Editorial Emergency recently held its first business-development conference. It was a two-day event marked by the exchange of ideas, the targeting of prospects and the writing of pitches. This high-level confab unfolded at Highland Perk, a new coffeehouse located in the Highland Park section of Northeast Los Angeles (which those of us who live and work here fondly call "NELA").
Following this note to readers is a personal reflection titled "Daddy Was an Entrepreneur." Among other things, it establishes the importance of delegating responsibility as the bedrock of a successful entrepreneurial venture. EE's own invaluable team is acknowledged there. But what you will not find is mention of a business-development associate. For the immediate future, we are growing on our own.
We've been in the enviable position of enjoying prodigious referrals, good word of mouth, virulent viral marketing — for more than two years the work has just come to us. But now, as the rappers like to say, we're takin' it to the next level.
We have a full complement of brilliant business-development initiatives stacked up on the tarmac: higher-education marketing, entertainment-company employee training, a Center for Nonprofit Management presentation, media outreach, database expansion. The problem: so much inspiration, so little time (we've been especially busy reviewing films and writing ad copy; the latter has turned our daily discourse into an endless volley of potential taglines, some of them classics, like this one for a company offering packaging among its slate of services: "We don't just think outside the box — we think about the outside of the box"). In meeting our clients' needs, we've neglected EE's. The solution: BizDevCon '07, in which the EE brass hang up the "Gone Fishin'" sign and head for the relative isolation and bottomless cup provided by the local java joint, presided over by fellow entrepreneur Scott Robbins (photo).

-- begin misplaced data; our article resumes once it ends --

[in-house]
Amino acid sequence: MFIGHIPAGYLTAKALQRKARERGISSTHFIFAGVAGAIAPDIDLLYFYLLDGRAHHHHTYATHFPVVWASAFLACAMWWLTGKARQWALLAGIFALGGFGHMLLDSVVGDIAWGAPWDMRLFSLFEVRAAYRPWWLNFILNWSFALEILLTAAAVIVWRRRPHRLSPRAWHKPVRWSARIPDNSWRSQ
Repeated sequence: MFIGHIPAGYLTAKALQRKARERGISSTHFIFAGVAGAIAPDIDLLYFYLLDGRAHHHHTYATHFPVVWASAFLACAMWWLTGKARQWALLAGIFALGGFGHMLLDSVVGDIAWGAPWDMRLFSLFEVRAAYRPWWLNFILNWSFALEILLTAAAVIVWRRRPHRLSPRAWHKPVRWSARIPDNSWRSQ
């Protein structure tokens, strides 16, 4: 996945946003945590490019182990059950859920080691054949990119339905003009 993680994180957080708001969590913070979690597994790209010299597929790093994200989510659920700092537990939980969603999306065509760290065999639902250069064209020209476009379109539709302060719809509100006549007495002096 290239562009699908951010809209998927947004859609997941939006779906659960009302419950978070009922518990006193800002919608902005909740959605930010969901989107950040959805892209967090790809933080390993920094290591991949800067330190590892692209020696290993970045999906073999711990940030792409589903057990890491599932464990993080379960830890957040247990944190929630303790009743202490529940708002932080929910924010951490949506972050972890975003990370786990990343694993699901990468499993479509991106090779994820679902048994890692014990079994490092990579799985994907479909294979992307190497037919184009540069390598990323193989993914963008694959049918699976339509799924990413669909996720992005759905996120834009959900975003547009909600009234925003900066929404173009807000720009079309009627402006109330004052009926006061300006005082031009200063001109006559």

The necessity of full-time immersion in business development tends to separate the entrepreneur from the employee (unless, of course, said employee is a business-development executive). This issue of "Editorializing" explores other hallmarks of that distinction, including the embrace of risk, the freedom/security tradeoff and the self-realization impulse we call the entrepreneurial spirit. Also found herein is an Interesting People profile on Worn Free's Steve Coe, whose T-shirt enterprise has become a favorite of the hipoisie; a how-to-set-up-your-home-office-tech-apparatus Q&A with Din-Zek Industries principal Jim Dinda (himself a successful entrepreneur); and a Round & Shiny appreciation of The Fratellis, Michelle Penn and Extra (Penn and Extra frontman Jim Mills are independent artists and thus, you guessed it, entrepreneurs).
Now for a little something from BizDevCon '07 ...
CLIENTS AND READERS WE'D LIKE TO BECOME CLIENTS: Invite your e-blast list, bulletin board or other online forum to visit our site and subscribe to "Editorializing" and you'll receive a 20% discount on your next EE project. Such a deal!
And finally, the moment you've all been waiting for: all-new Not Our Clients boners — now with extra mortification!